In spite of considerable effort in the maser area, the need for a low noise maser amplifier with wide instantaneous bandwidth (several hundred MHz) and high net gain has not, until the present invention been satisfied.

OBJECTS AND SUMMARY OF THE INVENTION

An object of this invention is to provide a two direction reflected-wave maser that exhibits more net gain and wider instantaneous bandwidth than is possible with prior art traveling-wave masers having twice the length of active maser material.

Another object of this invention is to provide a reflected-wave maser that exhibits low noise qualities across an exceptionally wide bandwidth and is comparable to the noise performance of narrow bandwidth prior art masers.

These objects and the general purpose of this invention are accomplished by reflecting a traveling-wave back through a slow-wave structure, effectively doubling its length, while maintaining the slow-wave structure in a nonuniform magnetic field to increase the linewidth of the active maser material. Signals to be amplified are directed to, and after amplification, directed from the reflection type slow-wave structure by a circulator. Cascading these reflection type slow-wave structures increases the overall gain. Isolators are used between the circulators of each stage to prevent signals from traveling from output stages to the input stage and causing feedback.

BRIEF DESCRIPTION OF THE DRAWINGS

The exact nature of this invention as well as other objects and advantages thereof will be readily apparent from consideration of the following specification related to the annexed drawings in which like reference numerals designate like parts throughout the figures thereof and wherein:

FIG. 1 is a table indicating the characteristics of various prior art masers.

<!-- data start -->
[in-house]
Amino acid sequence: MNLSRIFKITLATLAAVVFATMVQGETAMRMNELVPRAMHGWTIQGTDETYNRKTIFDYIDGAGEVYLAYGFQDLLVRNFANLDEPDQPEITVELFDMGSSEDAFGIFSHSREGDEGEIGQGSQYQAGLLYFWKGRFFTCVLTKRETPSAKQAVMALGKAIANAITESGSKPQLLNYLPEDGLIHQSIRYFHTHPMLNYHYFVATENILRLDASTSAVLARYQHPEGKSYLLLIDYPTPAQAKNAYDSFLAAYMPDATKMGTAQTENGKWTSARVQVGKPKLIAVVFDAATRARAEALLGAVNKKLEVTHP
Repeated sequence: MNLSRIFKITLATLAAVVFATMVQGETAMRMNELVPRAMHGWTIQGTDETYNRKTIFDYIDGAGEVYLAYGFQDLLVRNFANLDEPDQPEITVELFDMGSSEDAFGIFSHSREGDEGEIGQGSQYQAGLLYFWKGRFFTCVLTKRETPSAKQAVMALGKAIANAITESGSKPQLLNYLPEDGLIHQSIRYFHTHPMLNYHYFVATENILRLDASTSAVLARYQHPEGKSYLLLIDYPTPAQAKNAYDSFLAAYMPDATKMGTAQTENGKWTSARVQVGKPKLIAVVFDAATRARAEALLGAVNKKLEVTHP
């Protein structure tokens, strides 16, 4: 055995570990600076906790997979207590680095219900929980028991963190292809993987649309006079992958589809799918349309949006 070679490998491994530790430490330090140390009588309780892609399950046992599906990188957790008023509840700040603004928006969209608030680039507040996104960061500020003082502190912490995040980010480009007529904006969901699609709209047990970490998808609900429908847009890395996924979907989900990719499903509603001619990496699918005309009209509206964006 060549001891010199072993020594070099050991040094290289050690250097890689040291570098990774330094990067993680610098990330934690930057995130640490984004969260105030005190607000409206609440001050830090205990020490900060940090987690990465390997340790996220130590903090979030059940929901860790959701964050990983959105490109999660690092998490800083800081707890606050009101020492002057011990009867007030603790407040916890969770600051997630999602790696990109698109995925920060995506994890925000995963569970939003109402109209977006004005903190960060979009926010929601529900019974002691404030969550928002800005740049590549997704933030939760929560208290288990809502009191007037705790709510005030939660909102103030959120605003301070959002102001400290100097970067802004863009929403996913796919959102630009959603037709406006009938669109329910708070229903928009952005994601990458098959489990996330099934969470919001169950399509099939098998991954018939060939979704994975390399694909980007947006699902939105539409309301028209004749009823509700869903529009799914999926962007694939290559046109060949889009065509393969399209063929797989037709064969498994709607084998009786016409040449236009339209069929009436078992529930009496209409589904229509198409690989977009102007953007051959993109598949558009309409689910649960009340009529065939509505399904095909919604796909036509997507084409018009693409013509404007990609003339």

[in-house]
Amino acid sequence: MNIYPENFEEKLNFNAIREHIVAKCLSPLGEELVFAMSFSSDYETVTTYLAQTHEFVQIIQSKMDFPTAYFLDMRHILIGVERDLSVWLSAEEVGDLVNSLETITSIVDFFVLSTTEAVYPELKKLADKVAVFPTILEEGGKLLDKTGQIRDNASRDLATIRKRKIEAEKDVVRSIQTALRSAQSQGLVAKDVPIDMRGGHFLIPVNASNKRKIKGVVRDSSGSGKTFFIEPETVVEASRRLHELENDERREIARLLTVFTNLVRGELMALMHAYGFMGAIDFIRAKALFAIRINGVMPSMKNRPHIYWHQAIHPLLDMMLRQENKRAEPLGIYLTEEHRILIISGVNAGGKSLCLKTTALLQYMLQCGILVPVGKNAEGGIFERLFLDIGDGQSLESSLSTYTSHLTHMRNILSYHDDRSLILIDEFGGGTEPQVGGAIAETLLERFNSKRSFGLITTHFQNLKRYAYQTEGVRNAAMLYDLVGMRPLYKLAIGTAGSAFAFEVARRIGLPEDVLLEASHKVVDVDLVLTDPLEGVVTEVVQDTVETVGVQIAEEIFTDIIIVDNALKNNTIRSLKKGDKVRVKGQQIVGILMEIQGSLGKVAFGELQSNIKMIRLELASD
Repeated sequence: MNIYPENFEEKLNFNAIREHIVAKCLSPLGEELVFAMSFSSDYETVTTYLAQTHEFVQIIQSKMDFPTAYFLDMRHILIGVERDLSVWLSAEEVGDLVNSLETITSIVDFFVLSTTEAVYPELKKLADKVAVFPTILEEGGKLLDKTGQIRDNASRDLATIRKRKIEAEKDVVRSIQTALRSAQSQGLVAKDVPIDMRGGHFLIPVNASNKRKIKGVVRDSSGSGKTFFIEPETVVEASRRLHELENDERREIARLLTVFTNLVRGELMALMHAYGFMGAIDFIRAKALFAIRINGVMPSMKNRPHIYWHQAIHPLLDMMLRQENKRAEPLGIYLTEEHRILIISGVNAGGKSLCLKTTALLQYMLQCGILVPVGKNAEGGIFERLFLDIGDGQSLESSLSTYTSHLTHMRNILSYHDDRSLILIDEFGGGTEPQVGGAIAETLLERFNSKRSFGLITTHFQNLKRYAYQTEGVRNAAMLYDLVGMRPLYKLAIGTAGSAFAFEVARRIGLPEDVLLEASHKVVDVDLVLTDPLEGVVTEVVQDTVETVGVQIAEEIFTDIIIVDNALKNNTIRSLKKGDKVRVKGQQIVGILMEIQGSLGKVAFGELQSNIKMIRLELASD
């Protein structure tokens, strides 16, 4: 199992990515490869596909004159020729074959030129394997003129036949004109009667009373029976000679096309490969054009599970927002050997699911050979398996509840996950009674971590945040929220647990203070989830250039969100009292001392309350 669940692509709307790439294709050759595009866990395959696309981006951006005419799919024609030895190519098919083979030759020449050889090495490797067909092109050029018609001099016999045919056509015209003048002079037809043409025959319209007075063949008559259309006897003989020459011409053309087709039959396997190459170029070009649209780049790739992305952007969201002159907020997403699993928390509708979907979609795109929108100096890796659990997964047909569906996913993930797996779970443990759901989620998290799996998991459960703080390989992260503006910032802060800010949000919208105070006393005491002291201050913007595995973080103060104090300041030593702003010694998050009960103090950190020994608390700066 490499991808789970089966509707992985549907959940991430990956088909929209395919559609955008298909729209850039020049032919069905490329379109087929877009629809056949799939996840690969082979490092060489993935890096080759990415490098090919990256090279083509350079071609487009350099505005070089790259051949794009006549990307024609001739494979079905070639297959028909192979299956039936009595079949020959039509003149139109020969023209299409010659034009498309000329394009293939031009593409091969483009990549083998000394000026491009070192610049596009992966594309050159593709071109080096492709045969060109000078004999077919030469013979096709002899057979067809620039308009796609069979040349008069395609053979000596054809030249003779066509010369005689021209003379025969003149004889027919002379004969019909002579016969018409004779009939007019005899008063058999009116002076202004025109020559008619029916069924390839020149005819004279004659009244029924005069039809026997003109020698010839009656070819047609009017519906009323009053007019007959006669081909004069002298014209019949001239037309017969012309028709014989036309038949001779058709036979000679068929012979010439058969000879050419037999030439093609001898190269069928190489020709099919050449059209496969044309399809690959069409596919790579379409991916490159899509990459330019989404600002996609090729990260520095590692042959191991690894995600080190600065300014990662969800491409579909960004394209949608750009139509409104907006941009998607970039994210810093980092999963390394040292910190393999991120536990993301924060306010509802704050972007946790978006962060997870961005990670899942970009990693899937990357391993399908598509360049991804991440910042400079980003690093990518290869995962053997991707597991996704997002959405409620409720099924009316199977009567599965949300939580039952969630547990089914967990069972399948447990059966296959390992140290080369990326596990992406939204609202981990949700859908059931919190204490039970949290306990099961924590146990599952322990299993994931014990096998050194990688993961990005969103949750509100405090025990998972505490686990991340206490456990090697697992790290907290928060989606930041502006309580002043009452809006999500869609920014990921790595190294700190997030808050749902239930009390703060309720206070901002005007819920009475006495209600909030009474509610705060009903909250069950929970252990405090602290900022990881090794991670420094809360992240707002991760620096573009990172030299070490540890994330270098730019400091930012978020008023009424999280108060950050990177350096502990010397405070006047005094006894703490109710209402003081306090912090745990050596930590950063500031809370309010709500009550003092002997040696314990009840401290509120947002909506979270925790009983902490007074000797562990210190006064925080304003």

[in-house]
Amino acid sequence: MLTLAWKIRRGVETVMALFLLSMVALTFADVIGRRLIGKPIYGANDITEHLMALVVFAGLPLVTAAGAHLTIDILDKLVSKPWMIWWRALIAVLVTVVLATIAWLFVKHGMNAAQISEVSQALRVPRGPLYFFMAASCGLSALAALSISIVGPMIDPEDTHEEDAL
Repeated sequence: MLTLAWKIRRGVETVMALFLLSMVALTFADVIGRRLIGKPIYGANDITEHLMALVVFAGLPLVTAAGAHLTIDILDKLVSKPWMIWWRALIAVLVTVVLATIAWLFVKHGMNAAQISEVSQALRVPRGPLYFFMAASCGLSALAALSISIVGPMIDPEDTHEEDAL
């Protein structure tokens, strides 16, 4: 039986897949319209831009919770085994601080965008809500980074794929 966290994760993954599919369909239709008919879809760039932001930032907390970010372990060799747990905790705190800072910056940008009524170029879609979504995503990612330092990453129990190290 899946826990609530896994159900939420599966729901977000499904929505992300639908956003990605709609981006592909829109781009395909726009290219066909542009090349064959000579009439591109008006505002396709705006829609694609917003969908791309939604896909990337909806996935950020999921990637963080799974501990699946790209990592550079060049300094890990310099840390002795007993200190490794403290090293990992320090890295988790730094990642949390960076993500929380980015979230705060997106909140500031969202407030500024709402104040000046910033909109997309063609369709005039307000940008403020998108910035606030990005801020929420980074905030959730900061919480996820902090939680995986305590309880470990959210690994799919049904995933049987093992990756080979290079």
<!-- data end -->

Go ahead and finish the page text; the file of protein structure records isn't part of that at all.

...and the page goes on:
FIG. 2 is a block diagram illustration of a multiple stage maser amplifier according to this invention.

FIG. 3 is a block diagram illustration of a multiple circulator device that is conveniently utilizable with the maser amplifier of this invention.

FIG. 4 is a perspective view, partially broken away, of a waveguide containing a slow-wave maser structure therein.

FIG. 5 is a broken away section illustrating a side view of the maser amplifier of FIG. 4.

FIG. 6 is a block diagram illustrating a mechanism for creating a nonuniform magnetic field.

FIG. 7 is a block diagram illustrating an alternate mechanism for creating a nonuniform magnetic field.

FIG. 8 is a graph illustrating the frequency response of a single stage of the maser of the present invention at 4.4 K.

FIG. 9 is a graph illustrating the frequency response of a single stage of the maser of the present invention at 1.9 K.

DESCRIPTION OF THE PREFERRED EMBODIMENTS

A multiple stage reflected-wave maser amplifier 11 (FIG. 2), that exhibits characteristics of a wide instantaneous bandwidth, in the range of 300 MHz, with an overall gain of approximately 45 dB, has as its basic element a two-direction slow-wave structure.